COVID-19 Clinical Outcomes in Solid Organ Transplant Recipients During the Omicron Surge : Transplantation

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COVID-19 Clinical Outcomes in Solid Organ Transplant Recipients During the Omicron Surge

Cochran, Willa CRNP1,2; Shah, Pali MD2,3; Barker, Lindsay CRNP2,3; Langlee, Julie CRNP1,2; Freed, Kristin CRNP2,3; Boyer, Lauren CRNP1,2; Scott Anderson, R. BA2; Belden, Maura CRNP, DNP2; Bannon, Jaclyn MHA2; Kates, Olivia S. MD, MA3; Permpalung, Nitipong MD, MPH3; Mostafa, Heba MD, PhD4; Segev, Dorry L. MD, PhD1; Brennan, Daniel C. MD2,3; Avery, Robin K. MD3

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Transplantation 106(7):p e346-e347, July 2022. | DOI: 10.1097/TP.0000000000004162
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Solid organ transplant recipients (SOTRs) are at risk for severe coronavirus disease 2019 (COVID-19) infection because of immunosuppressive medications and comorbidities.1,2 When Omicron (B.1.1.529) became the dominant severe acute respiratory syndrome coronavirus 2 (SARS-CoV-2) variant, it was unclear what severity of illness this would cause in SOTRs, in comparison with previous variants. We collected data on the clinical outcomes of COVID-19 infection in SOTRs at a single center between December 22, 2021, and February 9, 2022, corresponding to the Omicron surge in our region, and compared these with earlier outcomes from our center in the pandemic.3

To identify new cases of COVID-19, a daily report was generated from Epic, the electronic medical record (EMR) at Johns Hopkins, of any positive SARS-COV-2 polymerase chain reaction or antigen test result for a patient identified in the EMR as an SOTR. This report captured SARS-CoV-2 test results from the Johns Hopkins Health System, other centers, community hospitals, and outpatient clinics through Care Everywhere and Chesapeake Regional Information System for our Patients, the designated Health Information Exchange for the state of Maryland. With approval from the Johns Hopkins Institutional Review Board, data on demographics, types of transplant, and clinical outcomes (including hospitalization and death), with at least 14 d of follow-up, were extracted from the EMR. Sequencing of SARS-CoV-2 from clinical samples in our Microbiology Laboratory during this time revealed 96.9% Omicron and 3.1% Delta.

Under the direction of a transplant infectious disease nurse practitioner, transplant teams contacted patients and assessed them for COVID-19–specific outpatient therapies, principally sotrovimab. Immunosuppression management involved the discontinuation of mycophenolate. Hospitalized SOTRs received consultations by transplant and transplant infectious disease clinicians.

Between December 22, 2021, and February 9, 2022, 347 SOTRs were identified as having positive SARS-CoV-2 tests. These included 224 kidney, 58 liver, 31 lung, 19 heart, and 15 dual-organ transplant recipients. Of these, 90 SOTRs (26%) required hospitalization for COVID-19, and 8 SOTRs (2%) died. Lung transplant recipients comprised 31 of 347 (9%) COVID-19–positive patients, with 9 of 31 patients (29%) who required hospitalization and 2 of 31 patients (6.5%) who died.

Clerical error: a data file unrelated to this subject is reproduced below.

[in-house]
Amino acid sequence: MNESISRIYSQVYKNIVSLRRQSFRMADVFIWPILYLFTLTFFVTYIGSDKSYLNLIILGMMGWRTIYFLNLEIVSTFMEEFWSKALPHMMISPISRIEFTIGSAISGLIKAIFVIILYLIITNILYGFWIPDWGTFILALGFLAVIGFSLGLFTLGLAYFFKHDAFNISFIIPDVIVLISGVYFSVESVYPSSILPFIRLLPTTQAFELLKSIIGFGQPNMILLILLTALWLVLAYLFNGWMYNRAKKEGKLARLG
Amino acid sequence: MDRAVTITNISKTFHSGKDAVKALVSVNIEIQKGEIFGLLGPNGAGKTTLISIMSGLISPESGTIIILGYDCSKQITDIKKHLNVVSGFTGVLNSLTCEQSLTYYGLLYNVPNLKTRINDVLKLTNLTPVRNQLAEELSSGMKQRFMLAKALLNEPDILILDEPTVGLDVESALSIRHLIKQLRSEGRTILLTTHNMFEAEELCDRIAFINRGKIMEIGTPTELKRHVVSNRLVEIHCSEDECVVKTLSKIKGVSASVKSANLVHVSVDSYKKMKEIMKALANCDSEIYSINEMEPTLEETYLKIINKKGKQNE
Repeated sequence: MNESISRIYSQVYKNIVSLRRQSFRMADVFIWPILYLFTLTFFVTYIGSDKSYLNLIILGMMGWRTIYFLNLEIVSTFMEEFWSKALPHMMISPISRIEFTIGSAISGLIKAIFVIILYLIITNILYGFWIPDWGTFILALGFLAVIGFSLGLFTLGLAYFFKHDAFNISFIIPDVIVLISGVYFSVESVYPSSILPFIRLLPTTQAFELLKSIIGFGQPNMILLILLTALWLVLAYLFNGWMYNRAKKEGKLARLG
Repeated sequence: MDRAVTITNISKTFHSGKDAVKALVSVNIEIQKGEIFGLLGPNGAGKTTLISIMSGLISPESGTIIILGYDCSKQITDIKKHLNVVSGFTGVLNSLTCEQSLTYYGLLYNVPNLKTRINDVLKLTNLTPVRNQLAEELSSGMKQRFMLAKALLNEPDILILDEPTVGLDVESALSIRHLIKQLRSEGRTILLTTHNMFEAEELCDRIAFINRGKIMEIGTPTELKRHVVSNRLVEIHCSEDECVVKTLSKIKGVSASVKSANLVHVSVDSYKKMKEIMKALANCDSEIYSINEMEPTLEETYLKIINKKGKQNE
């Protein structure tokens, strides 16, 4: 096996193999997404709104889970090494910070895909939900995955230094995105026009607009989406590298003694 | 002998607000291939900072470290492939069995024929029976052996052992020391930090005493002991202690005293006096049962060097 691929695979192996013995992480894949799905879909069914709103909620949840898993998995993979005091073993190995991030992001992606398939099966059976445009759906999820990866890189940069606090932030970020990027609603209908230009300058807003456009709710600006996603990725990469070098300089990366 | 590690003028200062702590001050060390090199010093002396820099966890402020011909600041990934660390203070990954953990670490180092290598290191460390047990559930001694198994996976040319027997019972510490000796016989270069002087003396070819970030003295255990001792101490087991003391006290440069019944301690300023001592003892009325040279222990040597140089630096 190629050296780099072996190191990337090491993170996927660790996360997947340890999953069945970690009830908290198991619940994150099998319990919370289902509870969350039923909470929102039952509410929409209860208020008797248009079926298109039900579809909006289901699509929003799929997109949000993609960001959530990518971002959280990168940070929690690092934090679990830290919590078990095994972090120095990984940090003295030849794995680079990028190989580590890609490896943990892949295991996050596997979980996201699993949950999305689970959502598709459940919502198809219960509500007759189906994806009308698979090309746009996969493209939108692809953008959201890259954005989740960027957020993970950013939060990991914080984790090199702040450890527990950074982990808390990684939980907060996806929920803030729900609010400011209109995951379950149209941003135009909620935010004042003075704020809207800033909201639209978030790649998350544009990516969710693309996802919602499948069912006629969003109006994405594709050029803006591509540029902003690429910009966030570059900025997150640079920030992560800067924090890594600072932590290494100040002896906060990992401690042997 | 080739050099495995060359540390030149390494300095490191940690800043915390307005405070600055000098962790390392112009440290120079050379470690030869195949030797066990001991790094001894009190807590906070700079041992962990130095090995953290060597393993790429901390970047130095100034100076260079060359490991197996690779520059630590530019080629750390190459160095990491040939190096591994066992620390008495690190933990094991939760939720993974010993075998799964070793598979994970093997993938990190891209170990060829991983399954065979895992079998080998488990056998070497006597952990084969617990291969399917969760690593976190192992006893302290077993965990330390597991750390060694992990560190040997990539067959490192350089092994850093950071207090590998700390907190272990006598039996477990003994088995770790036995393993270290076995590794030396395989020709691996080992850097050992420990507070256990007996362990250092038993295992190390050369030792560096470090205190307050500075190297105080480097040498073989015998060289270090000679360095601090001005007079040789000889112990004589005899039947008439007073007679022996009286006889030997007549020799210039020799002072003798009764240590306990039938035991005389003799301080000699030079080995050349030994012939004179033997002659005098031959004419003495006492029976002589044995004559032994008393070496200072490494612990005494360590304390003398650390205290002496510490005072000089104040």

By contrast, between March and November 2020, our center reported on 129 SOTRs with positive SARS-CoV-2 tests, of whom 77 (59.7%) were hospitalized, and 4 of 77 inpatients (5.2%) at our center died; in the entire cohort, including patients at outside hospitals, mortality was 9.7%.3 A further contrast is the 28-d mortality data from the University of Washington multicenter study of SOTRs with COVID-19, in which 112 of 571 (19.6%) died between March and June 2020, whereas 55 of 402 (13.7%) died between June and December 2020, with the advent of newer therapies.4

In this single-center study, SOTRs with COVID-19 during the Omicron surge had a low hospitalization rate and low mortality compared with earlier data from our center and national multicenter data from earlier in the pandemic. Although Omicron case numbers were high, severity seemed to be attenuated relative to prior variants. The impact of protection conferred by multiple doses of COVID vaccines,5 as well as the effects of therapies such as sotrovimab, should be further explored.


The authors thank their colleagues in the Comprehensive Transplant Center and Division of Infectious Diseases at Johns Hopkins for their clinical expertise and support of this work.


1. Azzi Y, Bartash R, Scalea J, et al. COVID-19 and solid organ transplantation: a review article. Transplantation. 2021;105:37–55.
2. Miarons M, Larrosa-García M, García-García S, et al.; Vall d’Hebron COVID-19 Working Group. COVID-19 in solid organ transplantation: a matched retrospective cohort study and evaluation of immunosuppression management. Transplantation. 2021;105:138–150.
3. Sait AS, Chiang TP-Y, Marr KA, et al. Outcomes of SOT recipients with COVID-19 in different eras of COVID-19 therapeutics. Transplant Direct. 2021;8:e1268.
4. Heldman MR, Kates OS, Safa K, et al.; UW COVID-19 SOT Study Team. Changing trends in mortality among solid organ transplant recipients hospitalized for COVID-19 during the course of the pandemic. Am J Transplant. 2022;22:279–288.
5. Alejo JL, Mitchell J, Chiang TP-Y, et al. Antibody response to a fourth dose of a SARS-CoV-2 vaccine in solid organ transplant recipients: a case series. Transplantation. 2021;105:e280–e281.

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